From BBC Online Fountain pens boost 'self-esteem' Pupil writing Exam markers require neat handwriting in exam papers. The headmaster of an Edinburgh school where pupils have gone back to using fountain pens said they helped to raise academic performance. The writing policy at Mary Erskine and Stewart's Melville Junior School in Edinburgh means children a young as seven are using the pens. Bryan Lewis, the school's head teacher, said the practice helped boost youngsters' self-esteem. It is thought the pens make pupils write neatly, which helps exam markers. Fountain pens have been used for many years by older pupils. The move comes after the Scottish Qualifications Agency said markers had difficulties with poor handwriting on exam papers. Mr Lewis said in the past four to five years the use of fountain pens has been extended, with seven and eight-year-olds using them 80-90% of the time. He said: "We believe if you write in fountain pen you must write neatly, but if you use pencil or ballpoint pen you can mask bad handwriting. "We have a particular writing style and we have developed it very carefully and found a way that allows left and right handed people to write without smudging. "We think children deserve to be able to show their work neatly. We think children need to be literate and numerate and the way society is now we have to work harder. "The role modelling is not always there, so they need it in school." Reaped benefits Mr Lewis said developing neat handwriting was something pupils could then show to their family, who in turn could take it on board. He claimed being praised for good handwriting reaped benefits later and was one of the skills that has suffered as a result of progressive teaching approaches which meant less emphasis was put on basics such as grammar. A large number of pupils join the school aged 10, and have varying standards of handwriting. But within a matter of months they are able to get to grips with the fountains pens and a cursive, or joined-up, handwriting style, the head teacher added. The Headteachers' Association of Scotland believes handwriting basic skills should be taught as a "priority" as soon as children begin primary school.That said, as regular recipients of my letters know, it is unfortunately not always possible to write in a fountain pen. This is usually because I have lost the thing- I easily get through for or five pens a year and a £8 a pop that aint cheap! Even so, like the eternal snob I can sometimes be I am rather specific about my ink colour. It has to be black, blue ink just doesn't work. I find something deeply enhancing to the eye about black ink... I don't have any such opinion of people who send things to me though, i more enjoy the fact that i have received something handwritten in the post. Indeed I try to live this out where possible by, if typing a letter always signing it by hand. Right better stop procrastinating as have some letters to write but a pen to find first.... Take Care Y'All John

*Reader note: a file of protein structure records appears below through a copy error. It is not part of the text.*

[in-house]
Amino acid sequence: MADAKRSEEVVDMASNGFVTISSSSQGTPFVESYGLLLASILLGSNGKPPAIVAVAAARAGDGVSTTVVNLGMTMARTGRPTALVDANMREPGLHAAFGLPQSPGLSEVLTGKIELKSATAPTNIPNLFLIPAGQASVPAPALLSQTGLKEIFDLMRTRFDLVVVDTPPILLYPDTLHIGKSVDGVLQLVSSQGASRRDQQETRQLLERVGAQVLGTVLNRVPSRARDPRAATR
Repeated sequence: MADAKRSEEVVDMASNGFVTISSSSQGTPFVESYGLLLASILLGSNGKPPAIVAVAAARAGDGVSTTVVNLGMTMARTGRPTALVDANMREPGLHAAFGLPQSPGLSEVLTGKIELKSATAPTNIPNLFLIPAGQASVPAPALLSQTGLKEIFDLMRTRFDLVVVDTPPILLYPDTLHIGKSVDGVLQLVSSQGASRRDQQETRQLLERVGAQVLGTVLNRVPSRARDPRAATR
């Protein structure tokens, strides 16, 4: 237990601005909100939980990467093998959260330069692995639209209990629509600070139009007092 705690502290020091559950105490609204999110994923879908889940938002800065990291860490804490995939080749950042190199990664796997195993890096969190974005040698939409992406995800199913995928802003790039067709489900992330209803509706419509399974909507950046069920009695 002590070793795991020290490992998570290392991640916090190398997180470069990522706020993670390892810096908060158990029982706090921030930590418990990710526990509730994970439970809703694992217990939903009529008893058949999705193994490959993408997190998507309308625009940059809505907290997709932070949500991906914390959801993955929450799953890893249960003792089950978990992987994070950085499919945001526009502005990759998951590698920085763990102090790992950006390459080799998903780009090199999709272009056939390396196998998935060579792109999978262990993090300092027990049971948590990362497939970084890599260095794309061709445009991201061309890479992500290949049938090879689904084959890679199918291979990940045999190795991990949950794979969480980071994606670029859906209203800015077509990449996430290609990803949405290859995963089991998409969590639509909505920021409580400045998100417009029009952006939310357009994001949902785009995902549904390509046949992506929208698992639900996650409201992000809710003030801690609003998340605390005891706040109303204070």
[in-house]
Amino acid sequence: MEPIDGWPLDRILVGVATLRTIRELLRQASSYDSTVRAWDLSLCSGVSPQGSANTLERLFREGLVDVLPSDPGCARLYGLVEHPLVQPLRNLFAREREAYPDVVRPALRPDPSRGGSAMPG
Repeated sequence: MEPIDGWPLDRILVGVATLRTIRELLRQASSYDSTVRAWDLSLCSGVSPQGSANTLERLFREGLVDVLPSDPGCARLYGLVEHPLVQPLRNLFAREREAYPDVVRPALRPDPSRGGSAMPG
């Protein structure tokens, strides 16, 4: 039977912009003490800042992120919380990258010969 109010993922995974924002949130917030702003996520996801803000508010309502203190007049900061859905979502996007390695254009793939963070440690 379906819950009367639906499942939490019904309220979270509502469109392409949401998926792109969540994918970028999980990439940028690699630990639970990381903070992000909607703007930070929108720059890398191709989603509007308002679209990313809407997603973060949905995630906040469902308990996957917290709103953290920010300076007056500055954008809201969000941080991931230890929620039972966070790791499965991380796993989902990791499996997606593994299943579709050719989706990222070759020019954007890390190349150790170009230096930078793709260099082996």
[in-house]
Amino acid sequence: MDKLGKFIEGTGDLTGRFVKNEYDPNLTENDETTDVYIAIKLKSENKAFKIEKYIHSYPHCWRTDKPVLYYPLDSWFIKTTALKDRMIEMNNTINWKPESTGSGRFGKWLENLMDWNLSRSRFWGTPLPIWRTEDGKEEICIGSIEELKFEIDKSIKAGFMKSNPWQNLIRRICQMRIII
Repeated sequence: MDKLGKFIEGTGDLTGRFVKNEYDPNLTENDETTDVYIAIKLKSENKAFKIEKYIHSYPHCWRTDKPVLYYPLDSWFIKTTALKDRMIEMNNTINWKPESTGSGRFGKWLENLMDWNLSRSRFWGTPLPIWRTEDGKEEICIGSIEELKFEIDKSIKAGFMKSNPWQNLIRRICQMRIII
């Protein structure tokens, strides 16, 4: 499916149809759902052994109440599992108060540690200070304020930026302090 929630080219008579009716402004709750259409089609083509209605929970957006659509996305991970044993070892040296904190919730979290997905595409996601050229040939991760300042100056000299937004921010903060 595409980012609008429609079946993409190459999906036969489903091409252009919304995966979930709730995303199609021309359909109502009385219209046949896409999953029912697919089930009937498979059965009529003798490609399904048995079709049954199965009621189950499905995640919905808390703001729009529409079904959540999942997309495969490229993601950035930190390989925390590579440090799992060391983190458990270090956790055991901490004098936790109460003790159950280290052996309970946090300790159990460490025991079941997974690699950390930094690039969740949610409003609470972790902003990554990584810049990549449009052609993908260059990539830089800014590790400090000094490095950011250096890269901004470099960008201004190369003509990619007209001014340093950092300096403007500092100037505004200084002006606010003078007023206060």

Tuesday, November 14, 2006
The Joy of Text
There is nothing I enjoy more, when communicating then writing a letter. Whilst I am notoriously bad at consistently writing I feel so much more involved when writing then when texting/emailing. The reason this is is because I do try to write with a "real" pen. I have always been a fan of the fountain pen. There is something magical about the way it just glides across the page, winking slightly with the wet ink. Whereas the 'umble biro allows all forms of writing to be got it just seems to stick into the page when writing. The words and thoughts flow with a fountain pen and it improved my handwriting no end! It appears that one of the main private schools in Edinburgh also had the same thought....